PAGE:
A Visit to Missoula

Two days ago we were in Missoula, Montana, visiting with our friends the Messengers and exploring a city we feel more and more drawn to move to. We had visited Missoula in early February to check it out as well as other parts of western Montana. When we first visited Missoula it, and we, were very different than today.

Missoula was under a bed of fresh snow and under a ceiling of thick clouds. It was a town of 60,000 people, or 59,200 more than where we were currently living and way too many for us. It had interesting restaurants (one of them even featured the word ‘fusion’ in its title, a concept that’s absent for probably 100 mile radius from where we are at now), but nothing that blew us away. It had tall buildings that hid the beauty of the surrounding mountains. It had bridges that covered the flowing river that runs through the city. It had neighborhoods crammed with houses on small 6,000 sq/ft lots. It had stoplights and metered parking, directing a ooze of cars as they crowded the streets. It was, most definitely, not a place we wanted to live. That was pretty clear from our visit there.

Missoula in the winter...brrrrrr

As we visited Missoula today we saw a very different city. It still has 60,000 inhabitants, but these are now 59,200 more potential friends and acquaintances. It has food trucks, craft pubs, small bakeries, and a food scene that is really trying. It has a wide range of amenities and businesses for our convenience and exploration. It has bike paths all along the river and throughout the city. It has cute neighborhoods with little houses and nice lots, many which are just teeming with potential. It has cars, life, and energy. It has become, most definitely, a place we want to live.

Missoula in the summer. Photo by Amy Messenger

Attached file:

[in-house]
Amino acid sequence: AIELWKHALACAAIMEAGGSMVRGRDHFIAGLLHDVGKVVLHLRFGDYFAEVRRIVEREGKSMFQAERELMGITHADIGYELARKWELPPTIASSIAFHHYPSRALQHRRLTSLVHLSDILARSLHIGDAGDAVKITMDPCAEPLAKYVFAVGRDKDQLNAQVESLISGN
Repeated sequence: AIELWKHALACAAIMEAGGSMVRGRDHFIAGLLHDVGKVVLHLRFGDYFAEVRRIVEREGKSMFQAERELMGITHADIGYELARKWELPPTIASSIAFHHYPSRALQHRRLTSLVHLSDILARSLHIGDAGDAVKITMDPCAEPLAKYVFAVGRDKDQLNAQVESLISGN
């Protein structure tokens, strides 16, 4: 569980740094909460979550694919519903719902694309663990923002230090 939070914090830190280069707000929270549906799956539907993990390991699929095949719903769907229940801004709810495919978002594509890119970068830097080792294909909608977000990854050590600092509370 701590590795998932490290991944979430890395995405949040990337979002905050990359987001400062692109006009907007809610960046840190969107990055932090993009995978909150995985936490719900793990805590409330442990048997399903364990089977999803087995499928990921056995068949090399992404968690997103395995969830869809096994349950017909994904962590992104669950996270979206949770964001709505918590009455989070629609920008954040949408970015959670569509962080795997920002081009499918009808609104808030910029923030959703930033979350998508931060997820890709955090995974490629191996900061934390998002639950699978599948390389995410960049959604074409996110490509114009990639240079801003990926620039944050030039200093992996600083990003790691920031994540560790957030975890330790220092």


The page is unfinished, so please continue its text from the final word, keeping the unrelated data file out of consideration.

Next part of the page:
So what changed?

In short, we did, or at least our priorities did. When we first moved to the Madison Valley we were struck by just how incredibly beautiful this place is. I had never lived in a place of such visual wealth. Every morning I would wake up in awe of our view, and every evening I would watch as the sun painted the mountains pink, then blue, and finally black. It was magnificent. Once you expose yourself to this kind of beauty, how can you ever settle for anything less? What we’ve learned however and what I’ve alluded to in my previous post about structure, is that beauty is not enough for us. People come to where we are for the isolation and beauty it provides them. We just discovered that while we want the beauty, we don't thrive on the isolation.

View of the Madison Range. Photo by Liz

When we first visited Missoula our number one priority was finding a place whose beauty equaled or surpassed the Madison Range. Well, there just may not be anywhere else in the world that does that (although I hear Glacier National Park gives it a real run for its money). Seeing Missoula and the Bitterroot, which in many ways don’t stack up, made us believe that it was not the place for us. Now our priorities have changed and with this new set of lenses with see Missoula and the Madison Valley in an entirely new light. Nature is still important to us, but community has taken it’s place as the number one criteria. We are willing to live in a city, to have our kingdom go from 9 acres to 6,000sq/ft (or less), to have asphalt roads and buildings and cars, yet most importantly, to have more people to live life with.

To be clear we’ve met some really amazing folks where we are now. There’s Judy, a bed and breakfast owner who we just adore. There’s Al and Vicki (Vicki was my baking teacher) who have really taken us in and have been a tremendous blessing. There is Sheri and Jim Jarvis that have been our constant companions here. Liz has also made some friends of her own (shout-out to Mel!). We would be leaving some really amazing people, but it has come to a point where we must.

On our last visit to Missoula we biked all around the town looking at houses for sale. Not that we were in the market for them, but simply as a way to generate destinations in the city. It was great to see the different neighborhoods, all the bike paths, and get a feel for the city in a way that we just wouldn’t be able to by car. We left feeling more at peace about the place and with a sense that therein lies the next step in our great adventure.


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